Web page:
Consumer Credit Growth Slows as Interest Rates Rise
Americans took out $2.6 billion more in consumer credit than they paid off in July, a sharp slowdown from the pace of growth during the first half of the year, the government reported Thursday.
The Federal Reserve Board said consumer credit expanded at an annual rate of just 4.8% last month, down from an annual rate of 10.2% from January through June.
The report said the slowdown reflected a drop in auto sales in July and lackluster sales of other consumer goods.
Consumer credit had shot up $8.1 billion in June, even faster than originally believed. A month ago, the Fed had estimated the June advance at a smaller $5.4 billion.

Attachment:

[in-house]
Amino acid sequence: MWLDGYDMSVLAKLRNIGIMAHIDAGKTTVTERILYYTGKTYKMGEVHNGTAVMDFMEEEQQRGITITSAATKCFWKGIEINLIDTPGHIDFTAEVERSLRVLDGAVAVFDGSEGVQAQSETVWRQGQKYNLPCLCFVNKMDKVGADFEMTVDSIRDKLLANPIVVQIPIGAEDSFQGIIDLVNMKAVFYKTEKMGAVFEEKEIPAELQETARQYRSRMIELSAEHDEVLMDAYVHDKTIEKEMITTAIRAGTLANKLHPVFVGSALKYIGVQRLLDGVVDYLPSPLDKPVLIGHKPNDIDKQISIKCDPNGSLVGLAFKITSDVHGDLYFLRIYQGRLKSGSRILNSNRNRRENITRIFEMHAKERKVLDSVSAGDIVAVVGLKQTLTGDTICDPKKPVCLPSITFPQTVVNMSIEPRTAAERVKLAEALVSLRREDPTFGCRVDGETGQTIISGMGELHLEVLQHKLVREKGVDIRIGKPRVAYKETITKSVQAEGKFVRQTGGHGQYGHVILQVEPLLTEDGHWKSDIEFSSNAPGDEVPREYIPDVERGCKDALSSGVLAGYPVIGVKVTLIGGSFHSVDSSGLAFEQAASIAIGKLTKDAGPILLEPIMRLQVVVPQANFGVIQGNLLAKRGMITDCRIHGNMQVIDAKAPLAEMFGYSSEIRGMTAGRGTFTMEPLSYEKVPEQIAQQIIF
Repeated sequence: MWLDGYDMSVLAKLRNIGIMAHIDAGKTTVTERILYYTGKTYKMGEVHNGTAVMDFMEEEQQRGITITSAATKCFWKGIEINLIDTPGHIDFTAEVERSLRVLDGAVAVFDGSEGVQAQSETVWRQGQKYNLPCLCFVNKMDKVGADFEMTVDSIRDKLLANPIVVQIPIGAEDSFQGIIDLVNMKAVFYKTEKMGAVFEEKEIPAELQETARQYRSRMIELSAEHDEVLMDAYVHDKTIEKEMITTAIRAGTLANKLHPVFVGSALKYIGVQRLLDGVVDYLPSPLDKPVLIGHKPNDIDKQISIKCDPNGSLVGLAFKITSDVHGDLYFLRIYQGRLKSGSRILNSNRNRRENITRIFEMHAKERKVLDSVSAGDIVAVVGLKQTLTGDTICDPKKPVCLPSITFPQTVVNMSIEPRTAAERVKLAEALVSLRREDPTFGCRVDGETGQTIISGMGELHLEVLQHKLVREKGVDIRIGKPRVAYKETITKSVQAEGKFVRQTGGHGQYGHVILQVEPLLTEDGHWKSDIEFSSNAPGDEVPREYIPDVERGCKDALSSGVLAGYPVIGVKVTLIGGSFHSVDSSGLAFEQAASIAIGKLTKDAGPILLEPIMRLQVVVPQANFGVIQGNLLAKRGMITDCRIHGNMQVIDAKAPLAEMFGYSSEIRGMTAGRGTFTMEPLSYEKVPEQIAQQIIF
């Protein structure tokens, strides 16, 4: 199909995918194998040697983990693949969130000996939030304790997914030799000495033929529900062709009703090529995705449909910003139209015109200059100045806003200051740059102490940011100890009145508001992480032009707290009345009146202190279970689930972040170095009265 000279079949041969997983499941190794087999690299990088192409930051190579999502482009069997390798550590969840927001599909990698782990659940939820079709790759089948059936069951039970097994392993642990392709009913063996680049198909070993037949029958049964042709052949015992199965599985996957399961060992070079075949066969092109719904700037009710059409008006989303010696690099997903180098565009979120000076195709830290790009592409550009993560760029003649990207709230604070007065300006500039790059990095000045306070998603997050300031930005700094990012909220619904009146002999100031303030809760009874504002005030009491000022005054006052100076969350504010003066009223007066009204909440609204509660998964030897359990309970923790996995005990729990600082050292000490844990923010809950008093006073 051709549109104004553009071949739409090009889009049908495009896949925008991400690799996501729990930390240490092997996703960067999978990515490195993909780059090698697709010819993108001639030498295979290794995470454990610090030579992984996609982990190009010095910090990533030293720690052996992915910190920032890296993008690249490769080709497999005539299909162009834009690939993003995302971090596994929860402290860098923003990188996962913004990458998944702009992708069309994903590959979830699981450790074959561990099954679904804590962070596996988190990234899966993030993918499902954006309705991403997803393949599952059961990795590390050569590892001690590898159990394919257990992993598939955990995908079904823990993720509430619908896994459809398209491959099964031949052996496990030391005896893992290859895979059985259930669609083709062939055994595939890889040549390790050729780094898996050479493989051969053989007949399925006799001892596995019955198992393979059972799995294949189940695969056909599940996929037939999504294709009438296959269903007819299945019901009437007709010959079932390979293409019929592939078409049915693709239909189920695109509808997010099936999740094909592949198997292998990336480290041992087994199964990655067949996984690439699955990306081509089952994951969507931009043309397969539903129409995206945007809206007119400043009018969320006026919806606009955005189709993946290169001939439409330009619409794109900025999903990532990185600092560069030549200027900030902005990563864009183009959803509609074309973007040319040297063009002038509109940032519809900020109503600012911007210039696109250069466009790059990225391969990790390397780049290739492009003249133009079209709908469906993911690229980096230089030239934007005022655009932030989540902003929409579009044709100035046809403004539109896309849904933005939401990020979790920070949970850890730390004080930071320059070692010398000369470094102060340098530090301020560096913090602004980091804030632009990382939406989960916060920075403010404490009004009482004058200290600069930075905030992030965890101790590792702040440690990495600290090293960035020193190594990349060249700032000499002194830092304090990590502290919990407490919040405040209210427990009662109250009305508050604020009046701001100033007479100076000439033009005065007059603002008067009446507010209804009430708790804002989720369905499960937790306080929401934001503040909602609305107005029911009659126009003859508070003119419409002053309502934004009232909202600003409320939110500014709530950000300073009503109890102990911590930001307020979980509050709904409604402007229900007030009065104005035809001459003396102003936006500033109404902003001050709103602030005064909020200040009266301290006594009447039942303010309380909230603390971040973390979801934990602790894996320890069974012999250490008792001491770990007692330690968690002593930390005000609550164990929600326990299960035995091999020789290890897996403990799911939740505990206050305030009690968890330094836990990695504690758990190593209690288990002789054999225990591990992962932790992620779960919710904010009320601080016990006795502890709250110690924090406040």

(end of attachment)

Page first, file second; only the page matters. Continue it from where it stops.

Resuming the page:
Mike Evans, head of his own Washington economic consulting firm, said the July slowdown showed that consumers are remaining fairly cautious about the future despite the fact that wage gains picked up in July.
“Consumers don’t seem to be buying big-ticket items as they had in the past and that probably reflects the increases in interest rates,” he said.
The Federal Reserve has been tightening credit since late March in an effort to dampen demand as a way of cooling inflationary pressures.
The smaller July increase was led by a $2-billion rise in the category which includes credit card debt. This followed a $3.7-billion June increase.
Auto loans increased by $555 million in July, down sharply from a $2.8-billion June advance.
The category, which includes bank and credit union loans not secured by real estate, declined by $62 million after a $1.4-billion June increase.
The various changes left total consumer debt at $646.9 billion, up 9% from a year ago.